LIVE from the NYPL: Uncle Tom's Cabin Reconsidered: A Conversation with Henry Louis Gates & Margo Jefferson

November 29, 2006

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Once declared worthless and dehumanizing by the novelist and critic James Baldwin, Uncle Tom's Cabin has lacked literary credibility for over fifty years. Now, in a refutation of Baldwin, Henry Louis Gates, Jr. and his co-author, Hollis Robbins, demonstrate the literary transcendence of Harriet Beecher Stowe's masterpiece.

As the annotators show, there has never been a single work of fiction that had a greater effect on the course of American history than Uncle Tom's Cabin. The 1852 epic reified the barbaric cruelties of slavery like no other previous work, transforming it for many Northerners from an abstraction into a hated reality and a blight on the nation. It was in no small part due to Stowe's writing that the debate over slavery became so fevered by the middle of the 1850s.

Despite its historic significance, the novel, which had once influenced writers like Balzac, Zola, and Dickens, gradually lost currency as a masterpiece. No longer seen as the powerful symbol of forbearance, the character Tom became conflated with pejorative symbols, and the book helped define America's attitudes towards race, gender, and even sexuality in the twentieth century.

Now, over fifty years after Baldwin's essay, in a ringing refutation of Baldwin, Henry Louis Gates Jr. demonstrates the literary transcendence of Harriet Beecher Stowe's masterpiece and reinvigorates this classic American story, allowing the modern reader to re-experience Stowe's great American saga from a wholly unique perspective.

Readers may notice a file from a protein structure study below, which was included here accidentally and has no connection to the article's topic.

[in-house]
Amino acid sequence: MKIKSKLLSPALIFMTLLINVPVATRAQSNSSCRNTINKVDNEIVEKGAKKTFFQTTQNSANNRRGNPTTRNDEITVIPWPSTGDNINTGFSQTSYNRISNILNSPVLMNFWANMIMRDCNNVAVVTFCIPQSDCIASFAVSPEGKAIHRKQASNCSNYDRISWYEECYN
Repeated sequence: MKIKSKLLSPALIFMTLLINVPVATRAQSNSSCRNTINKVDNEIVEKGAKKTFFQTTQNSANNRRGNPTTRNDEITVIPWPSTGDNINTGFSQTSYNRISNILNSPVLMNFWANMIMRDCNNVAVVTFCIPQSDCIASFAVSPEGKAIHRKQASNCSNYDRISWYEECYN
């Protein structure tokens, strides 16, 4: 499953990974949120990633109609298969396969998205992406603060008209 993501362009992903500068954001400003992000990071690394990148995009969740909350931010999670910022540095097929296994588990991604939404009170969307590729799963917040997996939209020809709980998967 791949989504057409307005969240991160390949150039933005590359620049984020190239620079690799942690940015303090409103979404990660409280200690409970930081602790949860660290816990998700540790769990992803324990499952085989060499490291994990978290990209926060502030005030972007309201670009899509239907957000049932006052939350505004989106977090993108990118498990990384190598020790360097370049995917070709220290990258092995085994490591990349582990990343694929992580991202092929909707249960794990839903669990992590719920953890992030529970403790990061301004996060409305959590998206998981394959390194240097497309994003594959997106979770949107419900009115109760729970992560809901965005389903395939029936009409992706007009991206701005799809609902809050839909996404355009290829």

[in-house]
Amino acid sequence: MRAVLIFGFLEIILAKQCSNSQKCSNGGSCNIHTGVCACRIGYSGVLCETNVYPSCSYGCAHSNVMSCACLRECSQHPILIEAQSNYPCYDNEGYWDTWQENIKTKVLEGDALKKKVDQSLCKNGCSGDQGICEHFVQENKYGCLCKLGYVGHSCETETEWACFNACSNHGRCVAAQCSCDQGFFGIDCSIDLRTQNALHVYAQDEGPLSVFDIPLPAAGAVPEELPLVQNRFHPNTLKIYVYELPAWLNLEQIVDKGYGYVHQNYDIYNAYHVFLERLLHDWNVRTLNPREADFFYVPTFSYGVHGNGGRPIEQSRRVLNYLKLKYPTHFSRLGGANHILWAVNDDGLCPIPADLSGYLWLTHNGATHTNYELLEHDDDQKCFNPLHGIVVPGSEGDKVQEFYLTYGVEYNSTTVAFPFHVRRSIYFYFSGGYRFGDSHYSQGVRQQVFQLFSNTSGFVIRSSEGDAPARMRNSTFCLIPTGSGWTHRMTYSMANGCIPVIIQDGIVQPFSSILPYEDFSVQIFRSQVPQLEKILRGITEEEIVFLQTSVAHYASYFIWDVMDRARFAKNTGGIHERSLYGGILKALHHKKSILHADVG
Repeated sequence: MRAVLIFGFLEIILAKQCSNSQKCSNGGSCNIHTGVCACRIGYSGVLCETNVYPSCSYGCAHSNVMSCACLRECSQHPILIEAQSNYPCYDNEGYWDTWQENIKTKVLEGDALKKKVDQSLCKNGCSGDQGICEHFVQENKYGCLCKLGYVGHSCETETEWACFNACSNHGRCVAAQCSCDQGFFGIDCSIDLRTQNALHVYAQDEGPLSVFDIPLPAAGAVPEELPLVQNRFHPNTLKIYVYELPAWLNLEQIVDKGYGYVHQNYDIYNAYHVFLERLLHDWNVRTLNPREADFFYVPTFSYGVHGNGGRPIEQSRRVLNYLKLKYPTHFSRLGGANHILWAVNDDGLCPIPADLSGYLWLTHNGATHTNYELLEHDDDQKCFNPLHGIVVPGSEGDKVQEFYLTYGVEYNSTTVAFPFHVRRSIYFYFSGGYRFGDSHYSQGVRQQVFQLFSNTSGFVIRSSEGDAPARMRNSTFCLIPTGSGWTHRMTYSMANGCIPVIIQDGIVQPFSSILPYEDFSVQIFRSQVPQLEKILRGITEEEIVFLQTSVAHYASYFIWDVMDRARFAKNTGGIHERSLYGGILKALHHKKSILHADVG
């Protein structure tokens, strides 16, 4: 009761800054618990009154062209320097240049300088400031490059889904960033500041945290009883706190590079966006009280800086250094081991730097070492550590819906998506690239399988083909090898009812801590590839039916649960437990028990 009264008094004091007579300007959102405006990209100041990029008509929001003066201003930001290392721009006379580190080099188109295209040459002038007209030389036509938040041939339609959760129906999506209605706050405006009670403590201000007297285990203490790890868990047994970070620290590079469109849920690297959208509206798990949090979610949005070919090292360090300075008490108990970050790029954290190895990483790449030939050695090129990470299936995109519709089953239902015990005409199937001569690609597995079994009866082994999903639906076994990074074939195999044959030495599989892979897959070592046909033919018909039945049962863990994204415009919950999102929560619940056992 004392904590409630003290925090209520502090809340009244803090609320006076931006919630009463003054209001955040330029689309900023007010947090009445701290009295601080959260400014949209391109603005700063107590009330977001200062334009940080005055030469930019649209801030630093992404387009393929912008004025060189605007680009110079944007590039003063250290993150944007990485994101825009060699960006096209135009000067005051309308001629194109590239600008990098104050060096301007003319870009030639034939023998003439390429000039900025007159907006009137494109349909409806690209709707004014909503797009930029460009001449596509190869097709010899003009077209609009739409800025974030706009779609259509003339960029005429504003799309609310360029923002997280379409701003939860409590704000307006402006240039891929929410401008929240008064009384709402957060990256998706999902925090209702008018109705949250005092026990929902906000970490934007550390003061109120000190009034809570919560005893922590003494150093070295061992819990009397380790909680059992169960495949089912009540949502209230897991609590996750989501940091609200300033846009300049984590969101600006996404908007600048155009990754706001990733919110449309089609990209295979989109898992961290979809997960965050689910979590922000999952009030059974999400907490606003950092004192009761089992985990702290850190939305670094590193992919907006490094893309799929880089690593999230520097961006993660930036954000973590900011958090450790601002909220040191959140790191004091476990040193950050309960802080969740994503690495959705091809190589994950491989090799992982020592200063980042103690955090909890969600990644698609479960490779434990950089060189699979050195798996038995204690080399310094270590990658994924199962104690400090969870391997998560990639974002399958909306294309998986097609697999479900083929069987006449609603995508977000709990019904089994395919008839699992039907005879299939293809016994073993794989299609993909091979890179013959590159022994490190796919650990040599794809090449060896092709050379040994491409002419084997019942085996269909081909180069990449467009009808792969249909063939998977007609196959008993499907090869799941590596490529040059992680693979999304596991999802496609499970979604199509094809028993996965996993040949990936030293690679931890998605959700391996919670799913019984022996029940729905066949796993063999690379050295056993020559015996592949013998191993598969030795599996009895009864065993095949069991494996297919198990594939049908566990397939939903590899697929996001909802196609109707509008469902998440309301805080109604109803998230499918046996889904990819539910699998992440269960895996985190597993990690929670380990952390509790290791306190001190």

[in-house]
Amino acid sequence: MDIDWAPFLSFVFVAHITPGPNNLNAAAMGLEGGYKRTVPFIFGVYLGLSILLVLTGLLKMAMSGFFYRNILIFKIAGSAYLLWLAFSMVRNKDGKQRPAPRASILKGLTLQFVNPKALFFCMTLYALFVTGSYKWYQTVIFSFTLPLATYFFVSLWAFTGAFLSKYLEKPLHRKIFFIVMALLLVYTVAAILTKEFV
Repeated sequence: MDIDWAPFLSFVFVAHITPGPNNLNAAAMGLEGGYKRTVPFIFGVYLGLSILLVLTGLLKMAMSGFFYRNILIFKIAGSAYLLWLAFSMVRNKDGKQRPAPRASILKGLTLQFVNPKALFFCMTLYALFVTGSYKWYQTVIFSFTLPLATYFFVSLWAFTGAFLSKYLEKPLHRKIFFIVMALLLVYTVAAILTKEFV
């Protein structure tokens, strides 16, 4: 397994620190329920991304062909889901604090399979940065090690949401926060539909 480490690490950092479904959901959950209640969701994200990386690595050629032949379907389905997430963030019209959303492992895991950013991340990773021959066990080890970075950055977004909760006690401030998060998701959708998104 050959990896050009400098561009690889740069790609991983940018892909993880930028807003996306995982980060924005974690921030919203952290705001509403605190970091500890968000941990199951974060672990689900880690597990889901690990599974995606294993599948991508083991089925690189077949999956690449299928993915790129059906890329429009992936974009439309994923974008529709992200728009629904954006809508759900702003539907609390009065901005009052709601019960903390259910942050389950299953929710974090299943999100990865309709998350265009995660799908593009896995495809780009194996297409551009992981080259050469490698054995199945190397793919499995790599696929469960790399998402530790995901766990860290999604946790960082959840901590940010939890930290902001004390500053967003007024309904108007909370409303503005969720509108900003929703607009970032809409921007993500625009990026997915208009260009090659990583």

This event is co-presented by The Studio Museum in Harlem. 





photo of Thelma Golden by Timothy Greenfield-Sanders 

About Henry Louis Gates, Jr.

Henry Louis Gates, Jr. is most recognized for his extensive research of African American history and literature, and as W.E.B. Dubois Professor of the Humanities, for developing and expanding the African American Studies program at Harvard University. He has discovered and restored thousands of works by African American writers, most notably Harriet E. Wilson's Our Nig (1859), which is widely believed to be the first novel by a black American. He outlined his theory of signifyin' in Figures in Black: Words, Signs, and the Racial Self and The Signifying Monkey: A Theory of Afro-American Literary Criticism. He edited The Norton Anthology of African American Literature, and co-edited The Civitas Anthonology of African American Slave Narratives and Africana: The Encyclopedia of the African and African-American Experience.


About Margo Jefferson

Margo Jefferson was a staff critic for The New York Times from 1993 to 2006. She wrote about books, theater and eventually became a Critic-at-large. She has written and performed in two theater pieces. In 1995 she received a Pulitzer Prize, and her essays for Grand Street and The Nation have received awards from The Coordinating Council of Literary Magazines and The American Library Association. Her book, On Michael Jackson, was published by Pantheon in 2006. She teaches at Columbia University and at Eugene Lang College, The New School University.



About Thelma Golden

Thelma Golden is Director and Chief Curator of The Studio Museum in Harlem. She joined the Whitney Museum of American Art in 1988 as a curator organizing many notable exhibitions, including Black Male: Representations of Masculinity in Contemporary Art. At the Studio Museum, Ms. Golden has organized a number of groundbreaking exhibitions, including Chris Ofili: Afro Muses 1995-2005; Freestyle; Material and Matter; Glenn Ligon: Stranger; Martin Puryear: The Cane Project; and Isaac Julien: Vagabondia.